What has made millennials vulnerable, lonely, depressed, fearful and burnt out, Launspach says, is the consequences of what we taught you. We said you were great and could do great things. You heard that you had to, that we would only accept successful children. We said you were one of a kind, the centre of the universe. You heard you were the be-all-and-end-all, in control of everything; not just of success and happiness, but also the lack of it. We said everything was possible. You heard that failure was not an option and that you had to be your best and perfect self all the time. We gave you the opportunity to stretch the time between puberty and adulthood by ten years. You took that decade to build up your stress levels and your expectations of what you and the world should look like. Then (and thank God we are not responsible for that bit) you put yourself on social media. Not your real self, of course, but the overblown, perfect version of it. And because you all did, you started to believe that perfection was possible and any kink in your armour a personal fault and unacceptable failure. Hence burnout, depression and worry.

According to Launspach and other experts, the biggest problem millennials are dealing with is unrealistic expectations. Of the world, and of themselves. Because what we didn’t teach you was patience and a sense of perspective. And that is a problem, especially in the world of work. As the Financial Times wrote a few months ago, you want the share options and the corner office now, but that also means that you get the burnout that goes with that now as well. In fact, you will get a more intense version, because the 50-something that used to be in your position also had a few decades’ more experience. He, or sometimes she, had time to learn to delegate, say no and be realistic about their own capacities and the price they were willing to pay for the corner office. You have none of that, but behave like “would-be masters of the universe, who tend to overdo it in their zeal to impress.” You exaggerate, and that type of “all-or-nothing devotion to workplace success can be a shortcut to ruin.” Of course, employers use your fervor to up the ante, asking for “passionate”, “committed”, “flexible”, “ambitious” workers who are always on call. They tap into your mistaken idea that you can start at the pinnacle of your career instead of the bottom, and drive you to put work at the centre of your identity. Which means that if you make mistakes (and can’t see those as natural and normal), you feel you are personally failing. Needless to say: those employers are mostly Gen X. We, I, us.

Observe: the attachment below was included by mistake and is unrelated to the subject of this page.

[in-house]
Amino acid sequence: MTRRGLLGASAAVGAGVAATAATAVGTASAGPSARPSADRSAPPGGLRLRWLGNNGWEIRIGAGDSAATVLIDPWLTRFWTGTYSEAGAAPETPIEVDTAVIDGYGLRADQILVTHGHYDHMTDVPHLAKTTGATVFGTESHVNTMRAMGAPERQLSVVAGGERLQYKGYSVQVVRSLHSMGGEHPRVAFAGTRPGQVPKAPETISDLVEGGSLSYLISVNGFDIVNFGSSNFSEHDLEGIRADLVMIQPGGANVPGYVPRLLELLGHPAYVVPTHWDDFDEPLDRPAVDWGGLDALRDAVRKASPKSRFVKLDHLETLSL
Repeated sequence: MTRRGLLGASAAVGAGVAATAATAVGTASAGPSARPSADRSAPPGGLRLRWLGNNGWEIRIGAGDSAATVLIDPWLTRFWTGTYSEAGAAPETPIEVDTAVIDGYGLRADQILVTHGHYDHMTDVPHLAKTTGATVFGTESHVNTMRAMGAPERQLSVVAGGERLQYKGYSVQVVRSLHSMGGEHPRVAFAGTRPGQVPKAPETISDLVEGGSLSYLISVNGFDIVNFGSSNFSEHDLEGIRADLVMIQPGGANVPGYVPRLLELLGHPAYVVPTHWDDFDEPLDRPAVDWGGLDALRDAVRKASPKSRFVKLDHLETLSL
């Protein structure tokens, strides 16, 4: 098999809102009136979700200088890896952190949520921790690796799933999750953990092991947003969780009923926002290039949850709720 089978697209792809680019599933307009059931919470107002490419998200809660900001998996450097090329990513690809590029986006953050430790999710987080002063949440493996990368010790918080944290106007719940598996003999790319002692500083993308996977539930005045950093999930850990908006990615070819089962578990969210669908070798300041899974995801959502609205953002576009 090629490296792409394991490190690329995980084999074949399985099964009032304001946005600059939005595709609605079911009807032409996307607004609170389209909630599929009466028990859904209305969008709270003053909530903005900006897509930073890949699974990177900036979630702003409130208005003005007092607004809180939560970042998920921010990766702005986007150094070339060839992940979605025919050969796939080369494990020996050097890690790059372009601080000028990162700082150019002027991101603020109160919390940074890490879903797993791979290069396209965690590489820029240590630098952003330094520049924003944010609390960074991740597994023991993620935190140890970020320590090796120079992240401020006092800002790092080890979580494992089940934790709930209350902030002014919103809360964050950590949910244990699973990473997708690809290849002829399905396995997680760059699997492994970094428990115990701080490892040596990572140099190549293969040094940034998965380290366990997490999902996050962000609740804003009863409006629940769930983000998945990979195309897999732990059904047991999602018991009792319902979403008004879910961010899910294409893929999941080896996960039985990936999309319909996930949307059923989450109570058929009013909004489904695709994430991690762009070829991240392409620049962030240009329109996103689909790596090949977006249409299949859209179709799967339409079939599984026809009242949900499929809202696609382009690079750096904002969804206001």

Of course, we are also the politicians who are messing up the world and making you, according to Deloitte’s Millennial Survey 2017, feel anxious and worried. That drives you to stay in jobs you’d rather leave. You’d love to work for yourself, get away from hierarchical structures and pushy bosses like us, but the universe is a scary place, so you choose certainty and the world of 9 to 5. It is a catch-22. “Many Millennials feel unable to exert any meaningful influence on some of society’s biggest challenges. But in the workforce, they feel a greater sense of control. There they are an active participant rather than a bystander.” Certainly, but a participant who can’t really reach the top, fulfill their own expectations or be as important as they think they should be. And when you try to opt out or get some rest, even that is fraught with danger and rules. The right way to meditate, unplug, be happy. And so you struggle on, always at least one step behind what you want yourself to be. And no understanding that this is normal, the way of the world, how we all feel. There is only one consolation I have to offer. I know you are postponing having children, but when you do, they will be called generation Alpha. Apparently, they are multi-modals, whatever that means, “upagers”; the “generation glass”. You will raise them completely differently from how we brought you up. You will do it better, I am sure, and will not have to say “sorry” in 20 years. Or maybe Philip Larkin was right all that time ago: “Man hands on misery to man. It deepens like a coastal shelf. Get out as early as you can. And don’t have any kids yourself.”